In keeping with Supertrain's laser precision plotting, it's not really clear why Ali's on the train, what's supposed to happen when the train arrives in Denver, why hitmen are after her, or who the couple in her cabin are that look like they mean to drag Barney away and drink his blood. Nevertheless, Barney accepts everything he's told without question, and helps Ali escape from Turley and Menkton, overcoming them with the most absurd of Chekhov's guns, an enormous inflatable raft that someone carefully explains to him how to activate in an earlier scene, apropos of nothing. Our lovers must part, however, though Ali is tearfully reluctant to go. Why would she want all the power and riches that come with ruling over an entire small country when she could spend the rest of her life with a charmless schmuck she just met yesterday? Luckily, thanks to a literal last minute plot twist, Ali discovers that she's not royalty after all, and she and Barney propose to each other. Everything works out for everyone, except for the characters who got a combined total of five lines of dialogue and died for nothing.
I've mentioned before how Supertrain boasts sub-par set design, and offers the best in wooden actors playing irritating characters, but where it really shines is its incompetent plot development and pacing. It's particularly on display in this episode, where fully half the of it is devoted to Barney frantically fumbling around looking for Ali and being a belligerent asshole to anyone who isn't Ali, and the other half to Turley and Menkton also fumbling around looking for Ali. Characters who seem like they might have some significance to the plot abruptly disappear, never to be mentioned again, while others are introduced early, then return so late that you forget who they are, and they ultimately serve no real purpose anyway. Even the characters you'd expect to see, like most of Supertrain's crew, aren't present. Conductor Harry and Social Director Dave show up for less than three minutes, but what about those other colorful, memorable crew members we've come to love, like the Black Guy, and the Bartender, and the Brown Haired Lady Who I Guess Might Be a Nurse, and Doctor Distinguished Older Gentleman, and Not Tony Danza, and the Flamboyantly Gay Stereotype? We barely catch a glimpse of any of them, but hey, if you love hallways, this episode is chockful of 'em. It's veritable hallway porn, as Barney and the bumbling hitmen walk down them, up them, around them, and past them.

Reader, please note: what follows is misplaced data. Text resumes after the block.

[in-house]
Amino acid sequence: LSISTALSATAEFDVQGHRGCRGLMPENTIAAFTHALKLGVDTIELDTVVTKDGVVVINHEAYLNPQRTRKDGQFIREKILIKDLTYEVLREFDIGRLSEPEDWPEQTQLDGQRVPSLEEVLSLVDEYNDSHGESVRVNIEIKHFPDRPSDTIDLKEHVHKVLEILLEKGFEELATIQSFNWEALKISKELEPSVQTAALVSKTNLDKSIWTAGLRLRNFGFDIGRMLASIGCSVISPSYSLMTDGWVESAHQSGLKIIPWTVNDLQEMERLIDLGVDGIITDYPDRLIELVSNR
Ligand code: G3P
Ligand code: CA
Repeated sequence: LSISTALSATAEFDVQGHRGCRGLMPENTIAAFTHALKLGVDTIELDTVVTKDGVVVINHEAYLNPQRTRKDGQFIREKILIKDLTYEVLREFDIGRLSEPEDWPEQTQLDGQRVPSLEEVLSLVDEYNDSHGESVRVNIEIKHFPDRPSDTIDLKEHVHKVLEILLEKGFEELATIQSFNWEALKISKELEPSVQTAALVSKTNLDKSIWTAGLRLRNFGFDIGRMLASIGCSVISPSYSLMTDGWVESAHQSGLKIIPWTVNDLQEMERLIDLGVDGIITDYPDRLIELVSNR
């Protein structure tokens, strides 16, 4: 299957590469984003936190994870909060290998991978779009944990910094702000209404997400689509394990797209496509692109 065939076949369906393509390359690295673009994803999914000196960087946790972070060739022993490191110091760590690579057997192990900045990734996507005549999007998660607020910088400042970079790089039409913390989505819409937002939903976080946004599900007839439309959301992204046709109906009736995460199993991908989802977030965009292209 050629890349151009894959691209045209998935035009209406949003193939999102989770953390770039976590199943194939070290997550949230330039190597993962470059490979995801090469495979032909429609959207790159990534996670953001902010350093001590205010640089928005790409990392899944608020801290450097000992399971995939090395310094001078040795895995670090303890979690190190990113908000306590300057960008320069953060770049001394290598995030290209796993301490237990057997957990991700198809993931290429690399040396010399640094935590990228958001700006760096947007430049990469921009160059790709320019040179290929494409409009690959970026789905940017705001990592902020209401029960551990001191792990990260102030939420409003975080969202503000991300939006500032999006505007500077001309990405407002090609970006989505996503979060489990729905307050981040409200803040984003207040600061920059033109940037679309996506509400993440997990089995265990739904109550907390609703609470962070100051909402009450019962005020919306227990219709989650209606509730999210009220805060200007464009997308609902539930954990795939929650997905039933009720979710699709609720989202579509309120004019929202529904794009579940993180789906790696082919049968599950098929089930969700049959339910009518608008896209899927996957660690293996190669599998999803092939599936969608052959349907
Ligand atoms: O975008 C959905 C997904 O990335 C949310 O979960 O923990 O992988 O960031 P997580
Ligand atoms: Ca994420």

Some of those hallway shots show a luxury train of the future so deserted you expected to see tumbleweeds blowing around. One hopes that by the time they filmed the fourth episode they remembered to add more passengers in the background, because in this episode it looks like the people who exist inside the Supertrain universe were already as bored of it as the people watching it.
Original airdate: February 21, 1979